The Shop

from June 15, 2017.

There is this cafe I sometimes stop by on my way to the subway — called The Shop. It’s a cute coffee shop, cozy but also modern, that serves good lattes but also old-school 미숫가루 drinks. Every time I’m there, I see a different group of people from the neighborhood. Young students on their way to 학원 / hakwon, middle aged women talking about their children’s latest accomplishments. Today, there was a young guy on his bike who was about the cross the street, but then turned back to grab a cup of coffee.


I remember the one time  I went to the big coffee shop across the street, the one that’s a huge franchise and found on every other street corner in the city. I was sitting there in a nearly empty cafe, when an elderly woman came in. I didn’t really think twice about it, until the manager came to make her leave. 계속 이러시면 안돼요. 그냥 앉아있는 곳이 아니에요. She nodded and smiled, saying that she was sorry. She said that she had come into get away from the summer heat. Her face was flushed from the piercing sun and humid Seoul air. The manager didn’t budge and kicked her out of an empty store. There was no one sitting at any of the other 10 tables. I was sitting in the corner and just watching this happen, unsure what I should do. I watched the woman walk away into the blistering summer heat, and with that layer of glass between us, everything felt so far away and distant. I felt so grossly hygenic, sitting in that air-conditioned glass tank. I told the manager why I was leaving and walked out into the sticky summer air, filled with loud burst of laughter and sounds of fierce haggling from the street market. I have kept my promise and never stepped back into that cafe.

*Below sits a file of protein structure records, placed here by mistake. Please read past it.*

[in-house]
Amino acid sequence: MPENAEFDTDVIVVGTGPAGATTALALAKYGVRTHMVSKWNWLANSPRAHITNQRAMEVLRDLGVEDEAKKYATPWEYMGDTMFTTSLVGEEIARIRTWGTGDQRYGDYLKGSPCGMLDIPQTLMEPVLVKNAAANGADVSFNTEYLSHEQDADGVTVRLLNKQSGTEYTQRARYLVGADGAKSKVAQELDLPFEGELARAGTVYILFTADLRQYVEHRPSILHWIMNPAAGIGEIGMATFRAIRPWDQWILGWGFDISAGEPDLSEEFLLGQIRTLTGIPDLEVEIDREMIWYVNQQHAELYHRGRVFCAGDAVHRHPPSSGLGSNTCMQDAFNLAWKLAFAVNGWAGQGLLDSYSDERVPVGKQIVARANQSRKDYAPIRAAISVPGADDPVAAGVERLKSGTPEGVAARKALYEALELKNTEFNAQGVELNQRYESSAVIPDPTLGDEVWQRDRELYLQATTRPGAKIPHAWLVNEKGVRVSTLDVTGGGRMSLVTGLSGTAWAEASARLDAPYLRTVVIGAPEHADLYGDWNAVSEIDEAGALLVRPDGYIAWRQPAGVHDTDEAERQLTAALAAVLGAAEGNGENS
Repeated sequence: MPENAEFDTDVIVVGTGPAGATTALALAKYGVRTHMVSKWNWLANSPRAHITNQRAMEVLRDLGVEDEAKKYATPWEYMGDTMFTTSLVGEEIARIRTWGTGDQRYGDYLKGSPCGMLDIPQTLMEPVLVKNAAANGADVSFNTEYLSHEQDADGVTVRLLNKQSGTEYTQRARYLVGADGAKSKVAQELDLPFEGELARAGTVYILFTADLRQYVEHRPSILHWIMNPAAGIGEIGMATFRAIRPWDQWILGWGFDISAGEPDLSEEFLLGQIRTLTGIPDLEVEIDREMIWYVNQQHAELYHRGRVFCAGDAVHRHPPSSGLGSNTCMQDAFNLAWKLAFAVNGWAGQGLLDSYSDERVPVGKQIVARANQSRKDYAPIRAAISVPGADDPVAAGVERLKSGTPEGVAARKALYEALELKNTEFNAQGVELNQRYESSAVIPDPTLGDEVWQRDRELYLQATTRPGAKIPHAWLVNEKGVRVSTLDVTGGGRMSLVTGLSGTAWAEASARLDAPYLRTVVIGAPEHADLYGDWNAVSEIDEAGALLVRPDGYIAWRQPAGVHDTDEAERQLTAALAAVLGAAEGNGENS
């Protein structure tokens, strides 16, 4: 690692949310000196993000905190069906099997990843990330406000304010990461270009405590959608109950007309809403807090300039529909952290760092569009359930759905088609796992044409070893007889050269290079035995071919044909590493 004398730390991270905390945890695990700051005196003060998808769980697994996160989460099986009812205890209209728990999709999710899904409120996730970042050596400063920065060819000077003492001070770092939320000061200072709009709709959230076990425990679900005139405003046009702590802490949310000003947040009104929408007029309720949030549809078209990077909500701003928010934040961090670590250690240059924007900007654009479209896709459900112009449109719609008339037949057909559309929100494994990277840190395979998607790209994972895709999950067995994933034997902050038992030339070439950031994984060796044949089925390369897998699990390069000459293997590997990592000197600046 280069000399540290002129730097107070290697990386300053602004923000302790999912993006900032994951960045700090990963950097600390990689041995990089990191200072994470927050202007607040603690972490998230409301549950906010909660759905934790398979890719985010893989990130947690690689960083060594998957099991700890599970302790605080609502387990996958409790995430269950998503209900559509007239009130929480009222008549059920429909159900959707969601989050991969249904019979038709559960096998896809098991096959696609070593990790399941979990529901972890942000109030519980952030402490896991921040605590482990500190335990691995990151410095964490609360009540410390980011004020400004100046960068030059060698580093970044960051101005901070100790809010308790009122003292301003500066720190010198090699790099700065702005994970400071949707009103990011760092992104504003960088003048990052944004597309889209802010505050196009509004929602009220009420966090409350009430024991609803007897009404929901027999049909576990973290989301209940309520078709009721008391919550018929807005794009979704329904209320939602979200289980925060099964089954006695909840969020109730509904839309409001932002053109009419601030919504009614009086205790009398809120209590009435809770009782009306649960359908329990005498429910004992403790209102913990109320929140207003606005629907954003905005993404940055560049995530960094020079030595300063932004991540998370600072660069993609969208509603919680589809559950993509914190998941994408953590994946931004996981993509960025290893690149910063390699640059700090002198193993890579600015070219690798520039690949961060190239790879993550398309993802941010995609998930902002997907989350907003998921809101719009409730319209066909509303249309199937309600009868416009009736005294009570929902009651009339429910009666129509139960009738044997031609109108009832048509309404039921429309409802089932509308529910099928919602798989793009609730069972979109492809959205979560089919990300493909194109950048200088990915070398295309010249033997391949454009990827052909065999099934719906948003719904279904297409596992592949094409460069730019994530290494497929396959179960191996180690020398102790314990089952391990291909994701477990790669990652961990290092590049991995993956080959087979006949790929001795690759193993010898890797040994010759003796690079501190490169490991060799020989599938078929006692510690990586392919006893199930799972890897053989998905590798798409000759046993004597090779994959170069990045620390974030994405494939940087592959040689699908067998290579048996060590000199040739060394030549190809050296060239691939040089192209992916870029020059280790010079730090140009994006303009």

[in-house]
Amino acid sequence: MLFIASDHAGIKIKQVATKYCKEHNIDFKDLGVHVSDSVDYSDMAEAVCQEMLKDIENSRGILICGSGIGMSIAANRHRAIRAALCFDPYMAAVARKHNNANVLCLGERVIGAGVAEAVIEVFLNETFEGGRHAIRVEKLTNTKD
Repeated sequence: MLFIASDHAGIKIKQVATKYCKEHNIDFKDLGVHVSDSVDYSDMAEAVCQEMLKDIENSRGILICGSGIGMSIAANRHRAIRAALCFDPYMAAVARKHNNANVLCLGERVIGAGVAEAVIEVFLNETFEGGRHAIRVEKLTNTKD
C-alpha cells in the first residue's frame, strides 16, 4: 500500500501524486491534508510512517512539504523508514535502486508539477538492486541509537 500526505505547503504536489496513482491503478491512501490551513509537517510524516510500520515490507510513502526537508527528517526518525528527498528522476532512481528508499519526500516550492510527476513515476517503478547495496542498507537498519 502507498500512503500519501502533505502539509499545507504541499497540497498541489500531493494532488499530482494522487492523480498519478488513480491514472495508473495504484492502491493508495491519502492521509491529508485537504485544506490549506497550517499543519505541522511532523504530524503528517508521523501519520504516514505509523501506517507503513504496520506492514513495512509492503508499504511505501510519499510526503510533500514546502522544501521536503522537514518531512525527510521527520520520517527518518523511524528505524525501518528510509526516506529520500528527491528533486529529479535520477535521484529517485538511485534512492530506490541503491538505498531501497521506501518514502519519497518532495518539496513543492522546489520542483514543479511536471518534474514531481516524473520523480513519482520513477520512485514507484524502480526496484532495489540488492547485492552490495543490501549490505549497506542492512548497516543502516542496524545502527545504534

I went to The Shop today. That’s just what the place is called. “The Shop, A Coffee House,” where the barista remembers my order; I’m not an adventurous coffee drinker. Just a regular latte is all I order. Today, she pointed at the space underneath her counter and showed me a soft fuzzy golden striped kitten, sleeping with its head buried in a small pink blanket. “Are you raising a cat?” I asked her, and she told me that she had heard the crying outside for days, in the alleyway behind the cafe. “There’s a lot of cars there. I didn’t want the cat to get hurt.” She had taken the cat to the hospital. They said it was 2 months old. “What are you going to do?” I asked. She didn’t know. But I could already see from the small makeshift bed that she had made her that it would be only time before she named the cat. It just made me think about the cafe across the street, that wouldn’t even offer a sitting place for its neighbors, and this woman, who had taken in a stray cat and shared the news so excitedly with her customers. It felt different, walking out of that cafe, knowing that it was a home to someone — that small kitten — and that it was a place that took care of its people.


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